Lycos could try but is likely to fall on its face without the helping hand of a large media company, most analysts agreed.
At the moment, Yahoo and Lycos are the only two major Web portals standing alone. Infoseek has been absorbed by Disney under the Go Network umbrella; Excite's merger with broadband Internet service provider @Home is nearly complete; America Online gets its share of exposure on television through its relationship with CBS and also backs its Netcenter portal; and NBC today announced its expanded commitment to Snap.
Snap is a joint venture between NBC and CNET: The Computer Network, publisher of News.com.
The general perception among analysts is that Yahoo has positioned itself firmly with "sticky" applications and content that will continue to draw users again and again. They note that Yahoo has sufficiently differentiated itself from the other portals through its acquisition of Web broadcaster Broadcast.com. It also stands to gain a host of loyal users through its pending acquisition of community site GeoCities.
Although Lycos offers community through its Tripod and Angelfire properties, and it recently got into the audio content game with a Net radio play, its name just hasn't sunk into the minds of most Internet users, analysts say.
"Lycos has this collection of Web properties that really don't have terribly strong brand recognition," said James Preissler, an analyst at PaineWebber.
Lycos's stock jumped last month after Media Metrix reported that its reach leap-frogged Yahoo's in March. But analysts agreed that not only is the lead tenuous, but Yahoo also has the brand recognition to distinguish itself from the other portals who need offline partnerships to drive traffic to their Web sites.
For the moment, portals rely mainly on advertising dollars, leveraging their traffic to increase revenue. Increasingly, however, portals are turning to e-commerce as an additional revenue stream.
"For some time to come, we are going to see portals predominantly generating revenues from advertising," said Daniel King, an analyst at LaSalle Street Securities. "Later e-commerce is going to kick in, so your primary objective is to pass users on to certain vendors or to keep them on your site if it is e-commerce-enabled.
"Ultimately, there will be a point where investors care less about reach and even unique visitors per month and focus on revenues and operating profits," King added, noting that Yahoo recently reported a strong quarter. "Lycos has quite a ways to go to catch up in terms of revenue."
Lycos will be updating Wall Street on its market reach and reporting its earnings on May 18.
Analysts note that although Yahoo would be a choice acquisition for any media company, the portal's $29.9 billion market capitalization puts it out of reach for most. Lycos, on the other hand, with a market capitalization of $4.3 billion, is still within grasp. At the same time, the value of Yahoo's stock allows the company to use it as currency to acquire necessary components to help maintain its lead.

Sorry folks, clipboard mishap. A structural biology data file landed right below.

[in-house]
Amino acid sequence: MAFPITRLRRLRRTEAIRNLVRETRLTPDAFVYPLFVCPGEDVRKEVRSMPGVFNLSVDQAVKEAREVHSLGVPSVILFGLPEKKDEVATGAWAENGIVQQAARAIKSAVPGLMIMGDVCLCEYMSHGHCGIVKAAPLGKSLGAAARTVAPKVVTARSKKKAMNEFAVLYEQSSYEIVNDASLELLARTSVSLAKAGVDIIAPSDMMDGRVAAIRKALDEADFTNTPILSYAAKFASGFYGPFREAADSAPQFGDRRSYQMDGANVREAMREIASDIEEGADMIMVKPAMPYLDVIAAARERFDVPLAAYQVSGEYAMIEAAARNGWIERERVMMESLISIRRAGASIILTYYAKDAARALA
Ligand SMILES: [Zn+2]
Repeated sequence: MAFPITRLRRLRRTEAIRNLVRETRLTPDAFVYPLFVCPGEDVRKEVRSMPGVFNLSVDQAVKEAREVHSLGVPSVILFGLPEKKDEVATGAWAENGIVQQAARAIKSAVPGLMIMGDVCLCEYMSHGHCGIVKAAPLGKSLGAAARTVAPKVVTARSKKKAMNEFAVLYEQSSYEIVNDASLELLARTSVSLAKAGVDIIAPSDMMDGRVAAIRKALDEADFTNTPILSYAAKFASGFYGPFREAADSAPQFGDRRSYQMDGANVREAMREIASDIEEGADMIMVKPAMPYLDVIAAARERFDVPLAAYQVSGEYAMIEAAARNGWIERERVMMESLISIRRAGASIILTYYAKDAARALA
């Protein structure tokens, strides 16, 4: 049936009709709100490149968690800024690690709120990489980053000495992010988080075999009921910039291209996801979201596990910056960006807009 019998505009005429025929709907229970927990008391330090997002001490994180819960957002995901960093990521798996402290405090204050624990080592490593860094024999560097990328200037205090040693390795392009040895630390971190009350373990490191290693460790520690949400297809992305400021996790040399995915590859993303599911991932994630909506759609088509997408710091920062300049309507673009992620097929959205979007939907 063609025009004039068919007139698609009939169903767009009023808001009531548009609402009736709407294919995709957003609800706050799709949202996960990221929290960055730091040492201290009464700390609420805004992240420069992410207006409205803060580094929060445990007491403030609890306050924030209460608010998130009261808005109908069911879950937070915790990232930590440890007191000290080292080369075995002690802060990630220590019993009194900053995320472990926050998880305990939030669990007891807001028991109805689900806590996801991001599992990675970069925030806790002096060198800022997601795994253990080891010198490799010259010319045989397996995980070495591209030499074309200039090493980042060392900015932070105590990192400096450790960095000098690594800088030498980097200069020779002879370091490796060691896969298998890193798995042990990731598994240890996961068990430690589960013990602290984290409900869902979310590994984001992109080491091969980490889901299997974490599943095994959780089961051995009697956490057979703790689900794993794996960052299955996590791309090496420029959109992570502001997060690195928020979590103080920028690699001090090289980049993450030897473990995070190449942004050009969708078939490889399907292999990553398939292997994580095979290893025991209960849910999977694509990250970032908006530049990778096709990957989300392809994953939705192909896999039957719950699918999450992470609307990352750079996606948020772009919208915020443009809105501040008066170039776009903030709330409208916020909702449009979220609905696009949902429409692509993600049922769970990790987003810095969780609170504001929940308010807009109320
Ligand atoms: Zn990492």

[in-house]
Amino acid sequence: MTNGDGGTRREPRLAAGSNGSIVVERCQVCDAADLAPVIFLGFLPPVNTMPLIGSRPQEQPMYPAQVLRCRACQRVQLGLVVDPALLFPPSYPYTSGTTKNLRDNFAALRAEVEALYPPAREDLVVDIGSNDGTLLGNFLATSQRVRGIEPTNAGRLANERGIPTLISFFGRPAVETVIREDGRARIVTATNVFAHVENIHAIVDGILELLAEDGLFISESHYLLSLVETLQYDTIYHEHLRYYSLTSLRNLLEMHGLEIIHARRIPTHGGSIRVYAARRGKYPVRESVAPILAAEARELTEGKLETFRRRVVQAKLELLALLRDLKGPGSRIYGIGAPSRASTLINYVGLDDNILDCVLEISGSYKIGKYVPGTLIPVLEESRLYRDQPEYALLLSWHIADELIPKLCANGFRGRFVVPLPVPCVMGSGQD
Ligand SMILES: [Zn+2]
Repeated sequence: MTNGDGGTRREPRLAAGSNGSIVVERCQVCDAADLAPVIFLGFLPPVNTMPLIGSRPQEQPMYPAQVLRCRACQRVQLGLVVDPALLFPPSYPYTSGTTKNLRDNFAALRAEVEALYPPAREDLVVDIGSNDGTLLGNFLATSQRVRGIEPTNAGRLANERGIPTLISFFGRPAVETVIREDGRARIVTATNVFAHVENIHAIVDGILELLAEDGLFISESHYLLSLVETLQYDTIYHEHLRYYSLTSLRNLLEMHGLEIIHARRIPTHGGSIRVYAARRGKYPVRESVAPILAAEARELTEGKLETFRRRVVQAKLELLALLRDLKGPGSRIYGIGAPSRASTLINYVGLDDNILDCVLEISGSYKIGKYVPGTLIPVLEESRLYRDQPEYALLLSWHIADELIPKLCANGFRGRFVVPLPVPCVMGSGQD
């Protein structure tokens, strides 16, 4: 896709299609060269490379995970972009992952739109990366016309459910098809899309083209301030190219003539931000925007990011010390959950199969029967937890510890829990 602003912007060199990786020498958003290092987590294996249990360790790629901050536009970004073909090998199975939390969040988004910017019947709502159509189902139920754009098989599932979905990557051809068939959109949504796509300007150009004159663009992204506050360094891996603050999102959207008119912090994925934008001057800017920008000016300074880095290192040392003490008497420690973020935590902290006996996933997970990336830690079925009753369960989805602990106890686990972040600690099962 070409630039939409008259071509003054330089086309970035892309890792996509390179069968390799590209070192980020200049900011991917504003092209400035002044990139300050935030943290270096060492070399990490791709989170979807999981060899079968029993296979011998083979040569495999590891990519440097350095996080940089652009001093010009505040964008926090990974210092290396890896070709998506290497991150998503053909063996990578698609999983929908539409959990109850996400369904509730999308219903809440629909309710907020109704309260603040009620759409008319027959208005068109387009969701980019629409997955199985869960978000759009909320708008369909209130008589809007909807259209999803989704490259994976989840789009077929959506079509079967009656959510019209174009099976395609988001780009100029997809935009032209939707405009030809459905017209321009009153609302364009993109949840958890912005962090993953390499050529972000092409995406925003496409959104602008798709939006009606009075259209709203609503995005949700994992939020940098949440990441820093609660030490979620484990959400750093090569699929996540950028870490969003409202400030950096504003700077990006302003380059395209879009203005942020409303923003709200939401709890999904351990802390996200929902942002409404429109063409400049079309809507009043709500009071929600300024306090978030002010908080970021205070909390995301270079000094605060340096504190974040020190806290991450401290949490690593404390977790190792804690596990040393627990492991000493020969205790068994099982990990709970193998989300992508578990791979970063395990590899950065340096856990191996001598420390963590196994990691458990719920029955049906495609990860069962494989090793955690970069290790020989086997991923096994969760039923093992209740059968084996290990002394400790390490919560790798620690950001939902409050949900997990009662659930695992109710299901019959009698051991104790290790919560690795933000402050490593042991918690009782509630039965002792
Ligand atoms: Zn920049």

Wanted: Lycos suitors
CMGI, Lycos's biggest shareholder with a nearly 20 percent stake, has said recently that there are several options for Lycos. CMGI chief executive David Wetherell noted that CMGI or another party could make a better offer for Lycos than USA Networks.
Analysts point to the usual suspects as potential Lycos suitors, including Amazon.com; Microsoft, which is trying to put its Net strategy on target; and broadcasters NBC and CBS.
"Amazon could potentially do the same thing that USA Networks was planning and build a huge commerce portal," said Preissler.
But don't count USA Networks out of the mix, experts warn.
"[USA Networks' chairman, Barry] Diller, doesn't give up so easily," said David Simons, managing director of Digital Video Investments. "I would expect [Diller] to have something up his sleeve to sweeten the offer--probably not cash, but he has other assets to contribute."
Moreover, if the USA Networks deal falls through, it could present a public relations problem for Lycos.
"We have a company here that has talked to a lot of players. If no other bids materialize for them, Lycos will be known as the partner nobody wanted to dance with. That's the risk for Lycos," PaineWebber's Preissler told Bloomberg News.
Preissler noted that if shareholders were looking for a strong long-term strategy rather than a premium on the company's stock price, they would have taken the USA Networks bid, which likely would have created an e-commerce giant.
Michael Goldston, portfolio manager at Cambridge Equity Advisors, which owns Lycos shares, told Bloomberg that the company needs to focus on strengthening its stock before finding a partner.
"Lycos is going to have to find some partners eventually, but I think the key thing now is for Lycos to reestablish momentum with other Internet stocks, because the shares ran out of steam there for a while," he told Bloomberg.
The Wall Street Journal first reported that USA Networks may abandon its plans to acquire Lycos. Shares of the Internet portal surged 13.97 percent to 102 in afternoon trading. The stock fell from its 52-week high of 145.38 in February because investors felt the media company wasn't offering enough of a premium for Lycos.
Bloomberg contributed to this report.